Jets give Hellebuyck support with defense upgrades

If the Winnipeg Jets have had an Achilles Heel the past couple of seasons it has definitely been on their blue line. There was an exodus of players from that position a couple of years ago (Dustin Byfuglien, Tyler Myers, Jacob Trouba, Ben Chiarot), and it not only left the team with a lack of depth at the position, it also left them without a true No. 1 defender.

They were able to stay competitive through that because they have a game-changing goalie in Connor Hellebuyck that has not only been able to play major minutes and lead the league in games played in three of the past four seasons, but also play at an exceptionally high level. That sort of goaltending can mask a lot of flaws, and Hellebuyck has done a masterful job of that the past couple of years. It resulted in top-four finishes in Vezina Trophy voting in three of the past four seasons, including two times as a finalist and one win (2019-20).

Having a goalie that can do that for your team is great. It can take an average team and turn it into a playoff team. It can take a playoff team and turn it into a contender. What is even better is having a defense in front of that goalie that ease his workload a bit. And the Jets took some steps toward doing that this offseason with a couple of potentially significant additions in Nate Schmidt and Brenden Dillon.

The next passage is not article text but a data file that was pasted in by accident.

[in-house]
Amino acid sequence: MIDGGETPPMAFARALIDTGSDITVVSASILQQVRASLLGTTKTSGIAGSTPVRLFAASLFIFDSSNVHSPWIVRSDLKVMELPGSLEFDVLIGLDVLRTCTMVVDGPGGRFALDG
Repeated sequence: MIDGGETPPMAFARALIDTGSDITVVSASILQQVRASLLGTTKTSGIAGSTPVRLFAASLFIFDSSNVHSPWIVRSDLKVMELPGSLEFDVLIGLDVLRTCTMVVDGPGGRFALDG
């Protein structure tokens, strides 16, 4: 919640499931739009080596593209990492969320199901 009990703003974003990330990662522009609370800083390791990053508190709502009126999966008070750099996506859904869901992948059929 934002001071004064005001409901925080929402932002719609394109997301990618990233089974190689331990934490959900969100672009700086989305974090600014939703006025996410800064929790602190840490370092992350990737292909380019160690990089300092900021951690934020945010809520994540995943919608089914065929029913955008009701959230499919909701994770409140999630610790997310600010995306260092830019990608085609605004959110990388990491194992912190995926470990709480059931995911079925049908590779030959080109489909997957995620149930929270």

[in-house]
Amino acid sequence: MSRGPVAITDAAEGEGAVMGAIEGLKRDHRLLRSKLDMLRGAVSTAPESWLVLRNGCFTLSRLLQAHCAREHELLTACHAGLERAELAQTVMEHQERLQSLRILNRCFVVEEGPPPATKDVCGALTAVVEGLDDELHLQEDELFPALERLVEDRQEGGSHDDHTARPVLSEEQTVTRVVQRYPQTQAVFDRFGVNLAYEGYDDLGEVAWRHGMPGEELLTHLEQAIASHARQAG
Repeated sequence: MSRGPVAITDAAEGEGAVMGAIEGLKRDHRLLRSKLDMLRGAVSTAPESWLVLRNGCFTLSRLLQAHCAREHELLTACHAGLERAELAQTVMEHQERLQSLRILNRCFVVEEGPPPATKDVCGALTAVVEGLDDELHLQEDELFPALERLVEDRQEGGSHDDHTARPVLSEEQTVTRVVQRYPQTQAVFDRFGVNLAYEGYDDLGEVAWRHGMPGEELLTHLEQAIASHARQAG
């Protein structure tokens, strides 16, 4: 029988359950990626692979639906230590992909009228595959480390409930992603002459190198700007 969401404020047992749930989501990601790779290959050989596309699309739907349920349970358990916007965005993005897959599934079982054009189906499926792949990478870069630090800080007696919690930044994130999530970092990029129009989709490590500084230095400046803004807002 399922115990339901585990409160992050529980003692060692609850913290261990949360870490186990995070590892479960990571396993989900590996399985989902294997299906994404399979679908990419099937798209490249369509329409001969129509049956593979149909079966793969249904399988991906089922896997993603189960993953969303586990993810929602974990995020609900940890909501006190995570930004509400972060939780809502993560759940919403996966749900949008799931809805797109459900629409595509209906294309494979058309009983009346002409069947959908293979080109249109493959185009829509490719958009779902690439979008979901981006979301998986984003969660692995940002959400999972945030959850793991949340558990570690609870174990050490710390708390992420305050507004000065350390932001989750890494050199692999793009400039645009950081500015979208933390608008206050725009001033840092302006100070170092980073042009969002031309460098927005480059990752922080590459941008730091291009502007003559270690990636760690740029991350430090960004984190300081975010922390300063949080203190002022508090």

They acquired Schmidt from Vancouver in a salary dump trade after finally convincing him to waive his no-trade clause for Winnipeg, and then acquired Dillon from Washington for two draft picks. Neither player is going to be a game-changer on their own, but for a Jets team that had Derek Forbort and Tucker Poolman playing top-four minutes a season ago they should be significant upgrades.

Schmidt is an interesting case because he is coming off of a brutal year in Vancouver that was probably the worst of his career. But it was such a sharp outlier to the rest of his resume that it’s tough to know what exactly happened there. Bad fit on a new team? The Canucks as a team being bad defensively and carrying over to Schmidt individually? The Canucks’ messed up season due to COVID where nobody was really their normal self? Just a fluke bad year? Whatever the reason, the cost was right for the Jets to make it a solid gamble that he can rebound. If he does get back to his normal level that is a strong offensive presence added to the Jets’ back end. He is a wild card, but one with a lot of upside.

Dillon, on the other hand, is a bit safer. You know what you are going to get, and it is a solid, defensive presence. He is not going to offer much in the way of offense, but he should step into the Jets’ lineup and immediately be one of their best defensive players when it comes to shot, chance, and goal suppression.